Deer in the Headlights

Deer in the Headlights

 

Tom Paluch, MD

Perm J 2017;21:17-014 [Full Citation]

https://doi.org/10.7812/TPP/17-014
E-pub: 06/26/2017

“But I’m only thirty-three years old,” she says plaintively, as if some promise had been broken, some warranty had yet to reach its term. I have no easy response. Not quite speechless, I’m left with words that are of no value: words that can’t possibly weaken the blow of the single, brutal word I’d just spoken. My first inclination is to duck behind the statistics that roll from my lips with practiced ease: they’ve served me well enough thus far. Easy to manipulate, the numbers lend a certain comfort or impose a certain gravitas depending on how I present them, on what I choose to emphasize.

“... Ninety percent survive ...” usually brings a brief halt to the tears, despite the fact that those very words mean that one-in-ten dies. I rarely mention the minority: it serves little purpose on a day like this, a day on which I’ve brought to someone’s world a sentence that I haven’t imposed, but merely transmitted.

The numbers matter not to her right now. She’s only 33 years old. Only 33 and she has cancer. Her eyes are filled with tears and terror. She looks at me with those eyes I’ve seen a thousand times, searching mine for a hint, a clue, some subtle suggestion that it, that she, will be okay. I look at her as she sits in an open-back gown, its silly blue and white pattern a garish contrast to the simple, but elegant, pinstriped suit she’d chosen to wear this morning. She’d probably chosen that suit as she had chosen her clothes each day: with an eye toward the effect they’d have on her appearance and on those who would see her. The effect was meant to be handsome and professional; the navy blue a stunning and contrasting complement to her flawless white skin and shoulder-length blonde hair. Now, as she sits on my examination table, her hands clutching the end of the cheap vinyl cushion in a grip that turns her knuckles white, her choice, her suit, is irrelevant. Her appearance is that of an innocent and vulnerable girl-child ripped from the predictability and security of her known world and thrown into mine, a world of frightening caprice, coarsened by nearly unintelligible jargon and terribly expensive technology. She doesn’t know it now, but she’ll never wear that suit again.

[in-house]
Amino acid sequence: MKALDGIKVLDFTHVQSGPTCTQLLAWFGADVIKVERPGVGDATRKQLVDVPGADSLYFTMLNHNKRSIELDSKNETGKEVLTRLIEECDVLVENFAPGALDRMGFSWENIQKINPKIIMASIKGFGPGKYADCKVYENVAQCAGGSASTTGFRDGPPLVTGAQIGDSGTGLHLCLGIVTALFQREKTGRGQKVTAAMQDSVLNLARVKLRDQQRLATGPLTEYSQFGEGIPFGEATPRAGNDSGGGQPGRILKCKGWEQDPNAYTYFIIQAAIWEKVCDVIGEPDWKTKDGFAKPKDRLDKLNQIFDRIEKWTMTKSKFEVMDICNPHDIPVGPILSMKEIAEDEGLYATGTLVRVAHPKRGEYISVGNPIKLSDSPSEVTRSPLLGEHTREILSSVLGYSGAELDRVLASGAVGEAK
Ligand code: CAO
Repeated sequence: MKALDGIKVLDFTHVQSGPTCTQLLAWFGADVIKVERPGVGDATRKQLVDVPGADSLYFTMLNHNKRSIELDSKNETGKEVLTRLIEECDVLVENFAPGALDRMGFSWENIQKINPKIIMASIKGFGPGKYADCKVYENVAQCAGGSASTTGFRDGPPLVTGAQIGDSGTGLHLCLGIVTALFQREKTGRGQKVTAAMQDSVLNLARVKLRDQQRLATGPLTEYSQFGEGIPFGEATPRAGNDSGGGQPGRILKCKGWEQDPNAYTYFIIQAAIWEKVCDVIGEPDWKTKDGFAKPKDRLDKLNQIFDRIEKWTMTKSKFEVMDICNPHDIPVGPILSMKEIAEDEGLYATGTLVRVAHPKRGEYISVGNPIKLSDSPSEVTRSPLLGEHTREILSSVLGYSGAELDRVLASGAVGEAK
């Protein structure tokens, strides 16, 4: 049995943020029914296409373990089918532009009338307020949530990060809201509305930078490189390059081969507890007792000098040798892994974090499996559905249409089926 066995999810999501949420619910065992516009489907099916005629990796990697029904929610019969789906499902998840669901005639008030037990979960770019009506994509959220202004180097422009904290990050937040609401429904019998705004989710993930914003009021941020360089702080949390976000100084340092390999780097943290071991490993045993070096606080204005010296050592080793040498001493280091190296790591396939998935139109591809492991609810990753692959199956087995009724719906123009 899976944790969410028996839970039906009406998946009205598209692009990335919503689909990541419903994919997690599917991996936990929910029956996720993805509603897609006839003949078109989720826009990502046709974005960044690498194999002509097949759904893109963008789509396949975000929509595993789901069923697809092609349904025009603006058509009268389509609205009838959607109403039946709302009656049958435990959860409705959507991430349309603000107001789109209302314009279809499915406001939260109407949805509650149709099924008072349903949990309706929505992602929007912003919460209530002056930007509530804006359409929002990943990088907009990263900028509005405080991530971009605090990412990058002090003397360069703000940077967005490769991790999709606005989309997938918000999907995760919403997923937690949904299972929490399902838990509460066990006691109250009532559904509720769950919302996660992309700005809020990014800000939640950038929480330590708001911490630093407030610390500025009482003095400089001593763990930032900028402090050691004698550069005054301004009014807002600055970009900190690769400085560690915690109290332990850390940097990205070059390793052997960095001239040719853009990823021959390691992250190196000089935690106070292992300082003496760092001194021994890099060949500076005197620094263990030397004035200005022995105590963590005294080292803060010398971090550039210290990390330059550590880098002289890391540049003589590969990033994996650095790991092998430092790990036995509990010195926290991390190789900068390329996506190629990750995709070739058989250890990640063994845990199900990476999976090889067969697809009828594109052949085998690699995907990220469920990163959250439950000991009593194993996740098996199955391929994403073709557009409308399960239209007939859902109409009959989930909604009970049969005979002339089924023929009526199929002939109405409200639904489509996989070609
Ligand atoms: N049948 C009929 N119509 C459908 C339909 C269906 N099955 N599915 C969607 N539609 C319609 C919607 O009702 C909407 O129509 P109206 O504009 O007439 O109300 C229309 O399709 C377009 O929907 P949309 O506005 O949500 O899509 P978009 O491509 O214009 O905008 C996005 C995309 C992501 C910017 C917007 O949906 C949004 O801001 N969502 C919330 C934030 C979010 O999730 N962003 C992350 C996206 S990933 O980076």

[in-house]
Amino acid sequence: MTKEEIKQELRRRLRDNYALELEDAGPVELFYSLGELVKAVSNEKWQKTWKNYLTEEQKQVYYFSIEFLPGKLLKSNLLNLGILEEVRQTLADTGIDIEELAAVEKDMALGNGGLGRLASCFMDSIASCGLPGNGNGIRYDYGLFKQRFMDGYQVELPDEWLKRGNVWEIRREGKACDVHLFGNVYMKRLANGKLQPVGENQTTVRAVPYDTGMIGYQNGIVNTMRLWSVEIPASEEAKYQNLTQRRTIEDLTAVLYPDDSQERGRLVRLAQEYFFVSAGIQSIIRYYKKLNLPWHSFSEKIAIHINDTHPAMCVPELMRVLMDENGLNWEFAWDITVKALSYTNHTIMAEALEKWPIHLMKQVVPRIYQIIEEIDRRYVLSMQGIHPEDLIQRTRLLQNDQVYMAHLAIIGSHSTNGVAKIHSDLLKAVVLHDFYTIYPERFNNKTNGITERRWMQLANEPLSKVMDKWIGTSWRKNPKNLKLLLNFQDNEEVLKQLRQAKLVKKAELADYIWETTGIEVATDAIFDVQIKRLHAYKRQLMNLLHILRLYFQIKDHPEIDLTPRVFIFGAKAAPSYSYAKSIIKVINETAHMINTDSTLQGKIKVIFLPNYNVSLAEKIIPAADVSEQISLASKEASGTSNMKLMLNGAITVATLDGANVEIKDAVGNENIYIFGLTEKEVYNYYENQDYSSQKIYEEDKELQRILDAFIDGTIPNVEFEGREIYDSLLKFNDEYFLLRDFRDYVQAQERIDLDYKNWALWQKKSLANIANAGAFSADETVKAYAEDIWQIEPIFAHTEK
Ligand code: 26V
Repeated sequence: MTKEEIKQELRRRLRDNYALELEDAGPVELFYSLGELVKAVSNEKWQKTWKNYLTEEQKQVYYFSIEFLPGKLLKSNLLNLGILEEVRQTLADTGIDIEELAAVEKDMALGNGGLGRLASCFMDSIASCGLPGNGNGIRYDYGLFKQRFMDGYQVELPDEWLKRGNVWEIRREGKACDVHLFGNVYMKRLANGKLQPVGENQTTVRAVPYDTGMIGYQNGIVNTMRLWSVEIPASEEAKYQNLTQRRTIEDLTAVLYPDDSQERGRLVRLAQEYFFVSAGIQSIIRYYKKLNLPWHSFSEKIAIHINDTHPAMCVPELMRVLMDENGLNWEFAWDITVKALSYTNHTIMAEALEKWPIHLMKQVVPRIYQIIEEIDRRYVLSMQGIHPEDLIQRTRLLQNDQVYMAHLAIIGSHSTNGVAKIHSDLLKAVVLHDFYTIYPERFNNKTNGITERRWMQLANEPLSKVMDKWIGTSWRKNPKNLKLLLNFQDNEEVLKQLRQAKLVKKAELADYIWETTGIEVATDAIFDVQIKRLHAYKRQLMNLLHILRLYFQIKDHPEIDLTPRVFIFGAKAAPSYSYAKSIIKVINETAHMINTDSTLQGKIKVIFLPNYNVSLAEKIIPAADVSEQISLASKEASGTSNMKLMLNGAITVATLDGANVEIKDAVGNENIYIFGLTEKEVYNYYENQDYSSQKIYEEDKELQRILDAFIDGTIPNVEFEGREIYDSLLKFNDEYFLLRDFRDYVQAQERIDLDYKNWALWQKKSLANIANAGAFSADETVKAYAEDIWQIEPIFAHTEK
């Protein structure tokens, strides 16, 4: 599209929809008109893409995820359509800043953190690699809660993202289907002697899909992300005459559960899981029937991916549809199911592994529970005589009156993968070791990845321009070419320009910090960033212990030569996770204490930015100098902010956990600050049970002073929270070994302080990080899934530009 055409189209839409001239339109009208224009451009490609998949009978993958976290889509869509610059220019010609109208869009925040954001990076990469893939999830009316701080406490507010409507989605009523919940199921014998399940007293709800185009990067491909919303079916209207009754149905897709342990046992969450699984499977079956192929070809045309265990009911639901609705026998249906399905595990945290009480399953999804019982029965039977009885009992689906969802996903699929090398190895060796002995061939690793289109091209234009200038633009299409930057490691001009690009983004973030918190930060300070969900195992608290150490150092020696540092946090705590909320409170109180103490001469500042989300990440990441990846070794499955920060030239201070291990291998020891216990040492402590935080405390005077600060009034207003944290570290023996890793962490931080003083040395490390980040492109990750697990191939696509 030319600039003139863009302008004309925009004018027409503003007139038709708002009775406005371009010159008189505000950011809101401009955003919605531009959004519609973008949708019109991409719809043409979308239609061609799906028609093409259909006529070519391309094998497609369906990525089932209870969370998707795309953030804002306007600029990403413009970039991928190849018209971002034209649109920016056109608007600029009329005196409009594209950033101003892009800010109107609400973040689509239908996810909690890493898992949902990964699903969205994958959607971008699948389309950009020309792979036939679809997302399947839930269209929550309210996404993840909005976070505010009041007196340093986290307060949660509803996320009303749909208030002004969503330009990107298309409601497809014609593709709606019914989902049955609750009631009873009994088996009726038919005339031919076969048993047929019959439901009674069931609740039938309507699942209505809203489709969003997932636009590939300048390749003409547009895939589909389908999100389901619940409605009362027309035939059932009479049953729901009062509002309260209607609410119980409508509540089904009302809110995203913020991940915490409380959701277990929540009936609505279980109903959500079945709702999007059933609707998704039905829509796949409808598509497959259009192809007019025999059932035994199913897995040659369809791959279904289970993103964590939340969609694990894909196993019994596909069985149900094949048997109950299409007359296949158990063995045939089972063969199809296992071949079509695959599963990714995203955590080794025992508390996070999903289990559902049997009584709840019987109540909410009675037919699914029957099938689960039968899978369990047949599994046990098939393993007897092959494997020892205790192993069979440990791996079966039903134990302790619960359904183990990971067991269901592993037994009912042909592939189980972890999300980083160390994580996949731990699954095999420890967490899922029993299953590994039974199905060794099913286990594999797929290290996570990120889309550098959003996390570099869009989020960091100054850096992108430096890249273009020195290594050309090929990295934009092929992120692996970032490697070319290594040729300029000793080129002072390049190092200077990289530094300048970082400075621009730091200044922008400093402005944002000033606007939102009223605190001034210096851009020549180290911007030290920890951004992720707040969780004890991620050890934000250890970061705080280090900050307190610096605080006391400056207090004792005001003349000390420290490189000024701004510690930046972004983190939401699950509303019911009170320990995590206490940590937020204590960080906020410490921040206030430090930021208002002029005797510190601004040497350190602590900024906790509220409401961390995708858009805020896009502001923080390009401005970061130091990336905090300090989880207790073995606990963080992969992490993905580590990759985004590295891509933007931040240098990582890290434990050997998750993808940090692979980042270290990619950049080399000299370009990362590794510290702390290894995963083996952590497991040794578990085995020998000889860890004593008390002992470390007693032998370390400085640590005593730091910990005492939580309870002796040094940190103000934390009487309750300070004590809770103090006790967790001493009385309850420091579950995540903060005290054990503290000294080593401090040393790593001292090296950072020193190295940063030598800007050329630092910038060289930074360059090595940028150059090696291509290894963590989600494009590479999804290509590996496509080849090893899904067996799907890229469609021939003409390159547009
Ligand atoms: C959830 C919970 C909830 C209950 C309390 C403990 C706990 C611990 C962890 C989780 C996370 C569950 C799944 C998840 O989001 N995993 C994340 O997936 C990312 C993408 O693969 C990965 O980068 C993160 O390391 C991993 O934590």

“Nobody in my family has breast cancer,” she argues, as if that fact can somehow make benign the malignant cells that my biopsy needle removed from the lump in her right breast. I’ll come to learn that she’s an attorney, a bright and promising one at that; an attorney whose incisive intellect, diligence, and poise point to a future envied by her contemporaries. None would envy her at this moment.

“How sure are you that it IS cancerous?”

“Most breast cancers are sporadic,” I respond quickly; then immediately, “Very sure,” snuffing out any hope, desperate as it might be, that this was all a terrible mistake, and we all could go on as if nothing had happened. I begin my spiel, my canned speech explaining how “hopeful” breast cancer really is, using those damned statistics to show her how happy she should be that she has breast cancer, a cancer that claims only one-in-ten of its victims’ lives over ten years, and not pancreatic cancer, which takes nearly every life it touches in less than three. I tell her of patients past, who are alive and well, leaving out the stories of those who were not fortunate enough to fall under the survivor  curve in the graphs. She listens carefully, intently, hearing nothing.

She nods her head at the appropriate phrases, interrupting my practiced stoicism now and then to wipe a traitorous tear from her cheek. She barely flinches when I speak of operations yet to come, of the small but real chance that she may lose her breast, of the chemotherapy that will sicken her, steal her hair, and make her more fatigued than she can possibly imagine.